AP Morgan, JM Holt, RC McMullan, TA Bell, AM-F Clayshulte, JP Didion, L Yadgary, D Thybert, DT Odom, P Flicek, L McMillan, FP-M de Villena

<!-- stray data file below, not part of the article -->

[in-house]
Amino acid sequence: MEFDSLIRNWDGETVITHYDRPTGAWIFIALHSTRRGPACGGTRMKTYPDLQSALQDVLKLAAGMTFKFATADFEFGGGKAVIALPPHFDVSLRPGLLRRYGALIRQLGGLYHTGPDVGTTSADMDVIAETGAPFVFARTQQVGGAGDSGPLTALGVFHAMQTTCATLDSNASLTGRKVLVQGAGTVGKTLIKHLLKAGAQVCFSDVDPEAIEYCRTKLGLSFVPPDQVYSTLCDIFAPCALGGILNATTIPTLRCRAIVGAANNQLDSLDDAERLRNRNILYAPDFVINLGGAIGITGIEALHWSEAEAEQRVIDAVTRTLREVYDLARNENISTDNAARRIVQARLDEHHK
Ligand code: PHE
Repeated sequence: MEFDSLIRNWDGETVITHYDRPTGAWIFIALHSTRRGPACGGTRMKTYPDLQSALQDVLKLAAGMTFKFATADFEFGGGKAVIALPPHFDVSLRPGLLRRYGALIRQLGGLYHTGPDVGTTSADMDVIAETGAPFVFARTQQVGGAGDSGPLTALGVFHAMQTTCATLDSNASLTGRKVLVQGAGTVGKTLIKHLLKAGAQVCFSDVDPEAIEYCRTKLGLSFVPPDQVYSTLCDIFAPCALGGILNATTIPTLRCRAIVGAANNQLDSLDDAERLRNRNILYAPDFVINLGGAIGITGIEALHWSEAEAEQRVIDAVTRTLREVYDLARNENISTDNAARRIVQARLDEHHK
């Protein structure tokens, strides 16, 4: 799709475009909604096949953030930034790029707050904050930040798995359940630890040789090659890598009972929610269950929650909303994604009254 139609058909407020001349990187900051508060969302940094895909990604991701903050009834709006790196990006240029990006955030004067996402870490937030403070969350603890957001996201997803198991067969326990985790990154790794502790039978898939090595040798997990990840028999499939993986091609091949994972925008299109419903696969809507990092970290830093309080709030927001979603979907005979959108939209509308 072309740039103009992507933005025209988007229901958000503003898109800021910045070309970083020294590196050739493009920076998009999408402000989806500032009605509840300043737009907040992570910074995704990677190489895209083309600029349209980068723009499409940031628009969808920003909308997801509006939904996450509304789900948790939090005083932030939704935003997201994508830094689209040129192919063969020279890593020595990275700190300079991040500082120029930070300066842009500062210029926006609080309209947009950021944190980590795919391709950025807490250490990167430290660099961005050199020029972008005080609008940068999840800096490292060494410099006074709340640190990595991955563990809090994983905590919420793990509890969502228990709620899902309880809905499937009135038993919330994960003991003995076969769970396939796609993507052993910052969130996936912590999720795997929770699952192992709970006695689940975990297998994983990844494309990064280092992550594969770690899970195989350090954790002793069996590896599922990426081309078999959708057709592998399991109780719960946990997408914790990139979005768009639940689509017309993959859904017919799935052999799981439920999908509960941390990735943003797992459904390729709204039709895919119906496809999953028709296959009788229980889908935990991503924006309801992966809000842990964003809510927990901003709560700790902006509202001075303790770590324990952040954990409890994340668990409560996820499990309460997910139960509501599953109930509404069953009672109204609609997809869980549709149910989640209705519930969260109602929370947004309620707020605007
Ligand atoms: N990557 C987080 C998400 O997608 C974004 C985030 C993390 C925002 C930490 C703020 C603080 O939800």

Gene duplication and loss are major sources of genetic polymorphism in populations, and are important forces shaping the evolution of genome content and organization. We have reconstructed the origin and history of a 127-kbp segmental duplication, R2d, in the house mouse (Mus musculus). R2d contains a single protein-coding gene, Cwc22 De novo assembly of both the ancestral (R2d1) and the derived (R2d2) copies reveals that they have been subject to nonallelic gene conversion events spanning tens of kilobases. R2d2 is also a hotspot for structural variation: its diploid copy number ranges from zero in the mouse reference genome to >80 in wild mice sampled from around the globe. Hemizygosity for high copy-number alleles of R2d2 is associated in cis with meiotic drive; suppression of meiotic crossovers; and copy-number instability, with a mutation rate in excess of 1 per 100 transmissions in some laboratory populations. Our results provide a striking example of allelic diversity generated by duplication and demonstrate the value of de novo assembly in a phylogenetic context for understanding the mutational processes affecting duplicate genes.